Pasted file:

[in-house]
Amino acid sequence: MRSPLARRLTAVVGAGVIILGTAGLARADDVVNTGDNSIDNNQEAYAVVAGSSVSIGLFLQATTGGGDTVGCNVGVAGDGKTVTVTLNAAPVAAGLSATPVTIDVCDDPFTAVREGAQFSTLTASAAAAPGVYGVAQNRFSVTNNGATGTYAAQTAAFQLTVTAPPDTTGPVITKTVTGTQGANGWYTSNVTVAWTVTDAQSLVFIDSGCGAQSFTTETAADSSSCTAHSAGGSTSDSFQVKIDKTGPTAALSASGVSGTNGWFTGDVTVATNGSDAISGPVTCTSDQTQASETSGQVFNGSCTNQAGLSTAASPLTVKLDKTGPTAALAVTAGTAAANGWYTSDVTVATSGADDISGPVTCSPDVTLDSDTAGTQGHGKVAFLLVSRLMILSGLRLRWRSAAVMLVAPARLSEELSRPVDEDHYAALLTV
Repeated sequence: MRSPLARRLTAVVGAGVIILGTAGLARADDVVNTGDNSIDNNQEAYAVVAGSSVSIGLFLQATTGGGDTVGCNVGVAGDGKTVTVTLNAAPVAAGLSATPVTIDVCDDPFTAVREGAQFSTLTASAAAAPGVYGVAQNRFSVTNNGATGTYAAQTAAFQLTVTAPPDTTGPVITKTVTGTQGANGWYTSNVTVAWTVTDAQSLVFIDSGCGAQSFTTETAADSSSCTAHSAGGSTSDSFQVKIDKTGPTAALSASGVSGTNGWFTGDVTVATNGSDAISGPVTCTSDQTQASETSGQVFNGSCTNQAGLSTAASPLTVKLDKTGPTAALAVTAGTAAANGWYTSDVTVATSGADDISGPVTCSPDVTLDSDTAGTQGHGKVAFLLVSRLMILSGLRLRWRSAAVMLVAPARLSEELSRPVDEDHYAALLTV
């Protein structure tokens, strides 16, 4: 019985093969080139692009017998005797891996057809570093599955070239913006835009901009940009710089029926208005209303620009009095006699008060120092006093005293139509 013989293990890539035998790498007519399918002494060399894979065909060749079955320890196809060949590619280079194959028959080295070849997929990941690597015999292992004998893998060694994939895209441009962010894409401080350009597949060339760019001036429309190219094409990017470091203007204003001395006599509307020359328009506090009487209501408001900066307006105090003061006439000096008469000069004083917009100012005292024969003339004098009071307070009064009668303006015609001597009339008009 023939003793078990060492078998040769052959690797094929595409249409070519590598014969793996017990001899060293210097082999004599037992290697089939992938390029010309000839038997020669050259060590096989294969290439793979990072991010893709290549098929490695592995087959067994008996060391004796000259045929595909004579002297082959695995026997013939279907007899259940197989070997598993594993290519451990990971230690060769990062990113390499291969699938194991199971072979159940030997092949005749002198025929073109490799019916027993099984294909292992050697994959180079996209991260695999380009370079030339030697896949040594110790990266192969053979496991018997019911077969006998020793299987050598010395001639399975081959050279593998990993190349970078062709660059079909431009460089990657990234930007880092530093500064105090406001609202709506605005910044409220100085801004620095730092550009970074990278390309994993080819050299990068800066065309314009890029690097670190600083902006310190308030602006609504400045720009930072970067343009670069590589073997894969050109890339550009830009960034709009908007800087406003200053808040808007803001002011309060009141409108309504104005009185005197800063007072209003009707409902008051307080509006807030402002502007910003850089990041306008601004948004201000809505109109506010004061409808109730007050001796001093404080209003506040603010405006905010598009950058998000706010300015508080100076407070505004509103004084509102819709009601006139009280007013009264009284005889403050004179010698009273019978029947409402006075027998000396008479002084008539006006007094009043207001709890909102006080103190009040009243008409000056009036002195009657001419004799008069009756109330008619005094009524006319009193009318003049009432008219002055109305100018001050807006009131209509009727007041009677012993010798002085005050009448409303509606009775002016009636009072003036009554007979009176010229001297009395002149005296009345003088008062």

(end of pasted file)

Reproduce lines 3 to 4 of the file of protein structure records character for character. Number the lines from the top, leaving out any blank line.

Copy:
Repeated sequence: MRSPLARRLTAVVGAGVIILGTAGLARADDVVNTGDNSIDNNQEAYAVVAGSSVSIGLFLQATTGGGDTVGCNVGVAGDGKTVTVTLNAAPVAAGLSATPVTIDVCDDPFTAVREGAQFSTLTASAAAAPGVYGVAQNRFSVTNNGATGTYAAQTAAFQLTVTAPPDTTGPVITKTVTGTQGANGWYTSNVTVAWTVTDAQSLVFIDSGCGAQSFTTETAADSSSCTAHSAGGSTSDSFQVKIDKTGPTAALSASGVSGTNGWFTGDVTVATNGSDAISGPVTCTSDQTQASETSGQVFNGSCTNQAGLSTAASPLTVKLDKTGPTAALAVTAGTAAANGWYTSDVTVATSGADDISGPVTCSPDVTLDSDTAGTQGHGKVAFLLVSRLMILSGLRLRWRSAAVMLVAPARLSEELSRPVDEDHYAALLTV
């Protein structure tokens, strides 16, 4: 019985093969080139692009017998005797891996057809570093599955070239913006835009901009940009710089029926208005209303620009009095006699008060120092006093005293139509 013989293990890539035998790498007519399918002494060399894979065909060749079955320890196809060949590619280079194959028959080295070849997929990941690597015999292992004998893998060694994939895209441009962010894409401080350009597949060339760019001036429309190219094409990017470091203007204003001395006599509307020359328009506090009487209501408001900066307006105090003061006439000096008469000069004083917009100012005292024969003339004098009071307070009064009668303006015609001597009339008009 023939003793078990060492078998040769052959690797094929595409249409070519590598014969793996017990001899060293210097082999004599037992290697089939992938390029010309000839038997020669050259060590096989294969290439793979990072991010893709290549098929490695592995087959067994008996060391004796000259045929595909004579002297082959695995026997013939279907007899259940197989070997598993594993290519451990990971230690060769990062990113390499291969699938194991199971072979159940030997092949005749002198025929073109490799019916027993099984294909292992050697994959180079996209991260695999380009370079030339030697896949040594110790990266192969053979496991018997019911077969006998020793299987050598010395001639399975081959050279593998990993190349970078062709660059079909431009460089990657990234930007880092530093500064105090406001609202709506605005910044409220100085801004620095730092550009970074990278390309994993080819050299990068800066065309314009890029690097670190600083902006310190308030602006609504400045720009930072970067343009670069590589073997894969050109890339550009830009960034709009908007800087406003200053808040808007803001002011309060009141409108309504104005009185005197800063007072209003009707409902008051307080509006807030402002502007910003850089990041306008601004948004201000809505109109506010004061409808109730007050001796001093404080209003506040603010405006905010598009950058998000706010300015508080100076407070505004509103004084509102819709009601006139009280007013009264009284005889403050004179010698009273019978029947409402006075027998000396008479002084008539006006007094009043207001709890909102006080103190009040009243008409000056009036002195009657001419004799008069009756109330008619005094009524006319009193009318003049009432008219002055109305100018001050807006009131209509009727007041009677012993010798002085005050009448409303509606009775002016009636009072003036009554007979009176010229001297009395002149005296009345003088008062």